March Young Women Lesson: What Is the Atonement of Jesus Christ?
For the lds.org lesson plan, click here.
This lesson deals with an important subject matter but one that can get kind of personal if people feel moved upon to share their griefs and sorrows or their sins and how the Atonement helped them overcome those. Impress upon the class the necessity of honoring the confidences of their classmates by not sharing outside the class any personal stories that their classmates share. Also impress upon the class that the sharing of personal stories is optional.
Introduce the Doctrine
This section starts out with a thought exercise asking the class members how they would respond if a friend asks them what the Atonement of Jesus Christ is. This is an excellent introduction because the ability to explain a principle aids in understanding it. Especially if you live in a primarily non-LDS community, it’s also important to understand the ways in which we use terminology that is different from our neighbors to explain similar concepts. This is also an important thing to understand to help prepare them for missionary service in the future. While many other Christian churches don’t use the term “Atonement”, they still believe in the concept. It would be useful to explain to them that other believers in Christ may refer to things like “suffering on the cross”, “the passion”, “the grace of God”, etc. to encompass what we call “the Atonement”.
This quote from Joseph Smith explains the centrality of the Atonement to our belief system. “The fundamental principles of our religion are the testimony of the Apostles and Prophets, concerning Jesus Christ, that He died, was buried, and rose again the third day, and ascended into heaven; and all other things which pertain to our religion are only appendages to it.” (History of the Church, 3:30)
The New Testament reminds us that “the testimony of Jesus is the spirit of prophecy.” (Revelation 19:10) Anyone who has a testimony of Jesus is a prophet, so the testimonies of class members about Jesus constitute part of these fundamental principles of our religion.
In addition to the learning activities presented in the lesson outline, it’s important to address why the Atonement is necessary. We live in a fallen world, where we are subject to sin, death, and sorrow. We cannot save ourselves, so Jesus came to do what we can’t do. The Atonement is for our sins, but it’s also for the effects of the sins that others have committed against us.
In her book Lighten Up, Chieko Okazaki gave a poignant description of the Atonement. (Note that some of the content in this quote deals with mature issues. You may want to cut out parts of it for Beehives or Mia Maids, but it’s probably appropriate in its entirety for Laurels.)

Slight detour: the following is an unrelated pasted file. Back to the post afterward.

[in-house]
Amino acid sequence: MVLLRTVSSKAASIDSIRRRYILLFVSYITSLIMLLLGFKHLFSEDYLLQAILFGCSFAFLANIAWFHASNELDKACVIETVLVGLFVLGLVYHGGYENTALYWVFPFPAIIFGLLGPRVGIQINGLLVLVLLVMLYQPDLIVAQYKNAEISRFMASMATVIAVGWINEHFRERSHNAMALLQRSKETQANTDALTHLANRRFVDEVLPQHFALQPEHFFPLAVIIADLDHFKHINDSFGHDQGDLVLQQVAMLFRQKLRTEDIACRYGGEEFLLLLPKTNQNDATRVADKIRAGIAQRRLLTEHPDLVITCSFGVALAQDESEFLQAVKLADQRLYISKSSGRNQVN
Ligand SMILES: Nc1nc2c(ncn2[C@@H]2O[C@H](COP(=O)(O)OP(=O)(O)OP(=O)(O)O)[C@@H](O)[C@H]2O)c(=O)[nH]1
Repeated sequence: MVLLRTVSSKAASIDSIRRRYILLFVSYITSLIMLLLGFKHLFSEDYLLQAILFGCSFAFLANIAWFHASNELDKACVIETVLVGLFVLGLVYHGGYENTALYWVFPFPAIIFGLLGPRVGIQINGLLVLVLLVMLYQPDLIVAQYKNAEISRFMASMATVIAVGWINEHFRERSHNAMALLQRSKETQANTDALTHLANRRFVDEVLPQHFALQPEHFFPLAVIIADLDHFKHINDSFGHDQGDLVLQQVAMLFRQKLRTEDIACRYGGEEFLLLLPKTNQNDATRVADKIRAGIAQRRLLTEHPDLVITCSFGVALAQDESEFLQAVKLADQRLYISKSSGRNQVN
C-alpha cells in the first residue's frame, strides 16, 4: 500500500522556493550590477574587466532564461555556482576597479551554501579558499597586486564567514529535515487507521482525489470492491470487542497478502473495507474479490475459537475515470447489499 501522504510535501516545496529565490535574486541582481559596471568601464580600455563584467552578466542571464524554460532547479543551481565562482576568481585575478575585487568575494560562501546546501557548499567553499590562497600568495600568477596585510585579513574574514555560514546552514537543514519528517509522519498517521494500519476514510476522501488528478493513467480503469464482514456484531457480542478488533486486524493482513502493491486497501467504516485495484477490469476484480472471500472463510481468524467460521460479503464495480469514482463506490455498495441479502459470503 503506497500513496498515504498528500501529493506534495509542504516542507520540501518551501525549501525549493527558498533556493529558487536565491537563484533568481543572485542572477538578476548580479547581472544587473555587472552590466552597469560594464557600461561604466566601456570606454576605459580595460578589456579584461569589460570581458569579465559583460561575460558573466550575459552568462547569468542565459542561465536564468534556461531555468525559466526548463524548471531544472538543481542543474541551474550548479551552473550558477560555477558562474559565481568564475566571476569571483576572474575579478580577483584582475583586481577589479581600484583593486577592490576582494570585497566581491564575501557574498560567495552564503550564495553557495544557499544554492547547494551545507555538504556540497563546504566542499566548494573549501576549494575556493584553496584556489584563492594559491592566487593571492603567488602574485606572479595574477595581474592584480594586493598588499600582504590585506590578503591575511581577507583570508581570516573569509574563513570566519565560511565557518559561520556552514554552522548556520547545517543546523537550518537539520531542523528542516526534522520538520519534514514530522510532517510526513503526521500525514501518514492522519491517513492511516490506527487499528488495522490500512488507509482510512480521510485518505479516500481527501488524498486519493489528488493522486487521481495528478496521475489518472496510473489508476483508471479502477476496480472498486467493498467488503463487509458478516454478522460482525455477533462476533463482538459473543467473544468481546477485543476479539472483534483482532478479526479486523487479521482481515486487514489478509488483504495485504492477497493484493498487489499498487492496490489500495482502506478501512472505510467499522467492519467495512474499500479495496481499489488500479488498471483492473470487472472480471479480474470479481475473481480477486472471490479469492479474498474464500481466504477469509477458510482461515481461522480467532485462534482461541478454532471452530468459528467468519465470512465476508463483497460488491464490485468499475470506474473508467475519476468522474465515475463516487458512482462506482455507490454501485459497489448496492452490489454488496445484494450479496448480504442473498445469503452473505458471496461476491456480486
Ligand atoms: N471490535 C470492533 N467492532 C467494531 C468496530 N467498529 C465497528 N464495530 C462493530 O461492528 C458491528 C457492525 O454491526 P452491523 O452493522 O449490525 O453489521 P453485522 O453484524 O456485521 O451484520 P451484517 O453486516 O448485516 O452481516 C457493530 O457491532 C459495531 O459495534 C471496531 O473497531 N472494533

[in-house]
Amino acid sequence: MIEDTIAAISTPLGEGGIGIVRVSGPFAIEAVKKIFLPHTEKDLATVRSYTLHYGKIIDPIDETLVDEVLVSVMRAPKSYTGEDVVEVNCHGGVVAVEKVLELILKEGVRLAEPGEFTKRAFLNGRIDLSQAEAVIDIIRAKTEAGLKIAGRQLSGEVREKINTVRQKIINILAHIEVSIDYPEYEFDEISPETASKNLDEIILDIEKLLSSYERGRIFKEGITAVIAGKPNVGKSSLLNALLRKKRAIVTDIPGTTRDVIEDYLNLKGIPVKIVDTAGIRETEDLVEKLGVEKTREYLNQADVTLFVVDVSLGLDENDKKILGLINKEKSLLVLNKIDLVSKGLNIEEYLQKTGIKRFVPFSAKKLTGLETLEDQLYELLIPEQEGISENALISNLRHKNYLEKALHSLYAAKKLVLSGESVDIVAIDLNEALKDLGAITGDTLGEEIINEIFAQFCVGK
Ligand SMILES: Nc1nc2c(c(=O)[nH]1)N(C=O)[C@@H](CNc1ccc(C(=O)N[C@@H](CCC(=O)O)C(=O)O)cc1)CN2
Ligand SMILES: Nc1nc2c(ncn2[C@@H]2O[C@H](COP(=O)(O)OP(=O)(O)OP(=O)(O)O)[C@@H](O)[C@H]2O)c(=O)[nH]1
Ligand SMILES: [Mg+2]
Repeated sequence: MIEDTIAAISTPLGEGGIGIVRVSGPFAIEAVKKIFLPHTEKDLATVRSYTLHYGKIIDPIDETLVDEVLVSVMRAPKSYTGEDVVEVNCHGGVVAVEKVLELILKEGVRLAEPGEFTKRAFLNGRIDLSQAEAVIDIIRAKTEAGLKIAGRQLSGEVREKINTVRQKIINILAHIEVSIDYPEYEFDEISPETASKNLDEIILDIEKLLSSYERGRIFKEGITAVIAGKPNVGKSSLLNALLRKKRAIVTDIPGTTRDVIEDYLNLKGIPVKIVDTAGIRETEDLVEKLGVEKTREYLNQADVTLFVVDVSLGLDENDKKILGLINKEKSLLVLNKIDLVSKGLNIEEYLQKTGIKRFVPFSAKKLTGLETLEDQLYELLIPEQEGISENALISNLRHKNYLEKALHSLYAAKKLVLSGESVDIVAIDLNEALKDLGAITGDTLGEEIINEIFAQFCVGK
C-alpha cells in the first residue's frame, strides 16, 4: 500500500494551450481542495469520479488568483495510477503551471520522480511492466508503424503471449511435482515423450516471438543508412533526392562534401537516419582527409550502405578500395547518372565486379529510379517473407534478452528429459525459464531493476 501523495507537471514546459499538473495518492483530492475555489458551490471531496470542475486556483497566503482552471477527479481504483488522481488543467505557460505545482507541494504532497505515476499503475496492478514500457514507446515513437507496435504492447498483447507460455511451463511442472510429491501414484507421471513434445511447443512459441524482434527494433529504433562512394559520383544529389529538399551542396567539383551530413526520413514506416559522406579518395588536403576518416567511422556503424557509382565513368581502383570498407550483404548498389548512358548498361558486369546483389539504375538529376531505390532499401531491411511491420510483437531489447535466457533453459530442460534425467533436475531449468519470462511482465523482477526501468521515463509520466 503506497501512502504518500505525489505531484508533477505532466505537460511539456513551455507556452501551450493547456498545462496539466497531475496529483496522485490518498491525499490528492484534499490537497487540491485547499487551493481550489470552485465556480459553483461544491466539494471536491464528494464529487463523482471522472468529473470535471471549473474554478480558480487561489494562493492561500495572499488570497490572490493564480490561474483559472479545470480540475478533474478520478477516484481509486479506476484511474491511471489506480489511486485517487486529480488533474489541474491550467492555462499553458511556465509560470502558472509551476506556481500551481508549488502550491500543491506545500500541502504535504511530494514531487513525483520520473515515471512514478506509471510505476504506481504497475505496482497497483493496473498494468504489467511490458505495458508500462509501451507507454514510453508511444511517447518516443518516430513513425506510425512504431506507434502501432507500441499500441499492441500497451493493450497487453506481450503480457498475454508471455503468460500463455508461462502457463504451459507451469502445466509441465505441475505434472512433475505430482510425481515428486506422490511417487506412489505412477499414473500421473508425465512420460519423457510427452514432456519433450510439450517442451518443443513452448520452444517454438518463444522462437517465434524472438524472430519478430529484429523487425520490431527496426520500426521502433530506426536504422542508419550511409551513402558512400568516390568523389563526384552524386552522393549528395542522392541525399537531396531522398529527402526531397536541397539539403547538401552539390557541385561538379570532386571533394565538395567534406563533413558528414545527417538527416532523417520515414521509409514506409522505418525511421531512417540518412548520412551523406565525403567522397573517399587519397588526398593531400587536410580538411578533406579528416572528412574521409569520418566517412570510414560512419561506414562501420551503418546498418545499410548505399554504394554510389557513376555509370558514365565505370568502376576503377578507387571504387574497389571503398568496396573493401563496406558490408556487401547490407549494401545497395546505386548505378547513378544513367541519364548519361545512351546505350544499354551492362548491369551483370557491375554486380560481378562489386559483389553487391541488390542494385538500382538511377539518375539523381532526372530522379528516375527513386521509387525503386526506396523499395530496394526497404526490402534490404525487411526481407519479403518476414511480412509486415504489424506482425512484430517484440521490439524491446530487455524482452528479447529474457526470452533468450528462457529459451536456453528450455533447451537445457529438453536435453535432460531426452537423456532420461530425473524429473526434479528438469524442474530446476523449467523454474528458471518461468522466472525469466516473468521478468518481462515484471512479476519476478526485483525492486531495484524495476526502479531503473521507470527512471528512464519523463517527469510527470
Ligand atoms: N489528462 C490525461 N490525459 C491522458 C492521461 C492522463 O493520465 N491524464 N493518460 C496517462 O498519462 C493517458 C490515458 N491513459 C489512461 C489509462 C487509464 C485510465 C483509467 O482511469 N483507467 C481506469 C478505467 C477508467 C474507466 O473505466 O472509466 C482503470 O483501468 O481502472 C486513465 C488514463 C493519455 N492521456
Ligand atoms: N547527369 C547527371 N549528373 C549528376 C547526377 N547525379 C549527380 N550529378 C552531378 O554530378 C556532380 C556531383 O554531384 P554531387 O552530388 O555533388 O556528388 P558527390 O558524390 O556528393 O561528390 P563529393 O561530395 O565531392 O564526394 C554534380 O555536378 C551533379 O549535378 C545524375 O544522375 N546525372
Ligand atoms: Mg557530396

“Well, my dear sisters, the gospel is the good news that can free us from guilt. We know that Jesus experienced the totality of mortal existence in Gethsemane. It’s our faith that he experienced everything- absolutely everything. Sometimes we don’t think through the implications of that belief. We talk in great generalities about the sins of all humankind, about the suffering of the entire human family. But we don’t experience pain in generalities. We experience it individually. That means he knows what it felt like when your mother died of cancer- how it was for your mother, how it still is for you. He knows what it felt like to lose the student body election. He knows that moment when the brakes locked and the car started to skid. He experienced the slave ship sailing from Ghana toward Virginia. He experienced the gas chambers at Dachau. He experienced Napalm in Vietnam. He knows about drug addiction and alcoholism.
Let me go further. There is nothing you have experienced as a woman that he does not also know and recognize. On a profound level, he understands the hunger to hold your baby that sustains you through pregnancy. He understands both the physical pain of giving birth and the immense joy. He knows about PMS and cramps and menopause. He understands about rape and infertility and abortion. His last recorded words to his disciples were, “And, lo, I am with you always, even unto the end of the world.” (Matthew 28:20) He understands your mother-pain when your five-year-old leaves for kindergarten, when a bully picks on your fifth-grader, when your daughter calls to say that the new baby has Down syndrome. He knows your mother-rage when a trusted babysitter sexually abuses your two-year-old, when someone gives your thirteen-year-old drugs, when someone seduces your seventeen-year-old. He knows the pain you live with when you come home to a quiet apartment where the only children are visitors, when you hear that your former husband and his new wife were sealed in the temple last week, when your fiftieth wedding anniversary rolls around and your husband has been dead for two years. He knows all that. He’s been there. He’s been lower than all that. He’s not waiting for us to be perfect. Perfect people don’t need a Savior. He came to save his people in their imperfections. He is the Lord of the living, and the living make mistakes. He’s not embarrassed by us, angry at us, or shocked. He wants us in our brokenness, in our unhappiness, in our guilt and our grief.
Live What We Are Learning
In addition to the examples in the lesson outline, a discussion of the sacrament would fit in nicely here. Each Sunday, we have the opportunity to physically take the Atonement and make it a part of ourselves by eating the bread in remembrance of the body of Jesus and drinking the water in remembrance of the blood of Jesus. As we partake of the sacrament, we are incorporating the wondrous sacrifice of our Lord into our very souls.
If moved upon to do so, share your testimony of the Atonement and/or invite class members to share their testimonies of the Atonement.